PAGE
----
Book snobbery can be insidious, demeaning and sometimes downright spiteful. The intention for the book snob looking down their nose at someone else’s choice of reading is to demean the other person and give an exaggerated inflated status to their own preferred choices and by implication their own intellect which is no doubt questionable.
1.1 “ person who believes that their tastes in a particular area are superior to those of other people” Quite.
The book snob can believe that their reading tastes are somehow better than anyone else’s and their book choices worthier. Ignore them and read whatever you enjoy reading. Reading is a pleasurable activity and there should never be any outside pressure from anyone for you to change your reading tastes.
Those who stick to one particular genre and never read anything outside of their comfort zone are limiting themselves to a narrow choice of reading matter, but that’s fine and entirely up to them. If however, they imply or state that their choice of genre is somehow better or more superior to anyone else’s then it becomes book snobbery.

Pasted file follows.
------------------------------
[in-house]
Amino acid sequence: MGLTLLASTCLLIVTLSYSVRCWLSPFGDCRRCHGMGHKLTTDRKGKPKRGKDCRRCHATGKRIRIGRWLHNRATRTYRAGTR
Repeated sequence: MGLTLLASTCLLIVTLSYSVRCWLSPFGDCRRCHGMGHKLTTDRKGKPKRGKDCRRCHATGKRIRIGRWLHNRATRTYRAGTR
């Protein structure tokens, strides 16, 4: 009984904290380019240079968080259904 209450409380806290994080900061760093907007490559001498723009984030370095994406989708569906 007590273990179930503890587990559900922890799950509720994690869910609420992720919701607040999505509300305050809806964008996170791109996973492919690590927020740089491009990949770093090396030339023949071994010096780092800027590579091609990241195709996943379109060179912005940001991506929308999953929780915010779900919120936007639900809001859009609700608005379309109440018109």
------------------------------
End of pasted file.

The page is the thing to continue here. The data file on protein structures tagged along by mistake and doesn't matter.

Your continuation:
I once knew someone who only read books published before the year of his birth which was in the 1950’s, so his book choices were rather limited and I recall that he re-read a lot of Dickens. Fine and each to their own but he was openly disdainful about the reading choices of others and sneered at any contemporary novel. He was also a misogynist so books by Jane Eyre or the Brontes were definitely not on his reading list. Or the writing of any other woman for that matter. The very definition of a book snob.
A few good articles about book snobbery.
30 things to tell a book snob by Matt Haig
Down with book snobbery by Entrada Kelly
Book snobs can change however and see the error of their ways. See here:
What life is like for a recovering book snob
Inverse snobbery can be just as bad as this Guardian article illustrates
Talking of inverse book snobbery, I watch two TV Soap operas, (TV snobs can shut up too! ) Coronation Street and Eastenders. Both present essentially working class characters with the occasional toff or intellectual thrown into the mix. Inevitably it will be the toff/intellectual who are the ones who read books. Ordinary every day characters are never or rarely seen with a book, reading or talking about a book and their homes are without bookshelves. Why is this I wonder? Are the scriptwriters all inverse book snobs? It would seem so and possibly of the belief that working class, ordinary every day people don’t read books. A total misconception. The programme makers like to believe that they cover all topical and current subjects at any given time, but this is obviously one they’ve missed and misrepresented